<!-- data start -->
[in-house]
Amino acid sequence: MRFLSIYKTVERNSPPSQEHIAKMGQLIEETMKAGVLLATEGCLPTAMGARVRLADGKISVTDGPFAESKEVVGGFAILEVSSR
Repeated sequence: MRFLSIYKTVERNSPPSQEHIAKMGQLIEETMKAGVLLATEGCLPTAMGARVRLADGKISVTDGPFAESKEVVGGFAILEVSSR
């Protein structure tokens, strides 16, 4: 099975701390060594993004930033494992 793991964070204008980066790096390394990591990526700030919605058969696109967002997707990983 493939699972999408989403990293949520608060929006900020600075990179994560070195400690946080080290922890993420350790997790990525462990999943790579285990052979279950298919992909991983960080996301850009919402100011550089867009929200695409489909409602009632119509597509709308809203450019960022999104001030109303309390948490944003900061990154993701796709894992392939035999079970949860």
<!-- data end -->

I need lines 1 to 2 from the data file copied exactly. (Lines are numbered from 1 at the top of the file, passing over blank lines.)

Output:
[in-house]
Amino acid sequence: MRFLSIYKTVERNSPPSQEHIAKMGQLIEETMKAGVLLATEGCLPTAMGARVRLADGKISVTDGPFAESKEVVGGFAILEVSSR